Outside the town, Edward Tuck established, in 1900, the Amos Tuck School of Administration and Finance at Dartmouth. Other gifts to his Alma Mater included large additions of reference works and equipment to the Dept. of Romance Languages, and an endowment to encourage and stimulate the study of French. In the early 1900s, his financial support permitted the New Hampshire Historical Society to purchase choice land in Concord and erect a permanent home and library which was “pure Greek in design and spirit.” The edifice — constructed of granite, marble and bronze but no wood — was dedicated in late 1911. Mr. Tuck also endowed the Society, which was founded in Exeter in 1823. In 1914, the Society had supervised the remarking of the grave of Rev. John Tucke (1702-1773), pastor and physician, who was one of Edward Tuck’s Hampton-born “kinfolk.” The John Tucke grave is on Star Island, Isles of Shoals, near his longtime Gosport pastorate. Over 200 invited guests sailed to the Island on July 29, 1914, to witness the dedication of the 46 1/2-foot-high granite obelisk. A 60-foot diameter circle of land centering on the monument was deeded to the Society by the Piscataqua Savings Bank of Portsmouth, then owners of Star Island. Other graves are located within the plot (e.g., Rev. Josiah Stevens).

(Afterward, the dedicatory assemblage went to a nearby eminence, directly overlooking the sea, where the Society of Colonial Wars in the State of New Hampshire dedicated a bronze tablet in memory of Captain John Smith upon the 300th Anniversary of his discovery of the Isles (1614-1914). The Society also repaired and enhanced the 1814 masonry monument to Capt. Smith. It was Capt. Smith who first called the territory “New England.” Capt. Smith’s subsequently published (in 1616) map of coastal northern New England was studied by the Pilgrims before they sailed from Plymouth.)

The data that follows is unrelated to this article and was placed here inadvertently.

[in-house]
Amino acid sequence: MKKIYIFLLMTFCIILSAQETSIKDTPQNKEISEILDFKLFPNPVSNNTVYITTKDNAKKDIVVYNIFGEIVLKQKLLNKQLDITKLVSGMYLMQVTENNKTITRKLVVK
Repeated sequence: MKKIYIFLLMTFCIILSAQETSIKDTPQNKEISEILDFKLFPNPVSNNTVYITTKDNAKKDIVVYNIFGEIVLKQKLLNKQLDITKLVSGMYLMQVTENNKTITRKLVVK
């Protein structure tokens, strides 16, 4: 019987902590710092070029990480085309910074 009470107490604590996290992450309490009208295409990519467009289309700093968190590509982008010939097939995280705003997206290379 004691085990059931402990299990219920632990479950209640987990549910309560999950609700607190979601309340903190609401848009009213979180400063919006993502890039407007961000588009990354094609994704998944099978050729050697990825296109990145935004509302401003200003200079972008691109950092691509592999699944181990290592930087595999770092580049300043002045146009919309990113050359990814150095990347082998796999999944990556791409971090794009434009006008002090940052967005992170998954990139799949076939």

Edward Tuck’s native Exeter received many benefactions.These included much of the cost of Amos Tuck High School in 1912, gifts to Robinson Female Seminary, the construction of “The Tuck Home for Nurses” at Exeter Hospital in 1911 plus annual financing of the Hospital. and $100,000 in stocks to Phillips Exeter as part of a Class of 1858 gift in 1917.

Edward Tuck adopted France as his second home and resided there with his English wife, Julia Stell. They had no children. Julia was the daughter of William Shorter Stell of Philadelphia who spent most of his business life in Manchester, England. After retirement, he lived in London and Paris. The Tucks were married in England. In Paris, their art-filled home was at 82 Champslysees, midway between Place de la Concorde and the Arc de Triomphe. A summer home was located eight Miles southwest of Paris on the banks of the Seine. This chateau, “Vert Mont” was on a section of the park at Malmaison once owned by Empress Josephine. In Paris, the Tucks benefited French charities and the University, and in Ruell-Malmaison they founded and endowed the Stell Hospital and the School of Domestic Economy.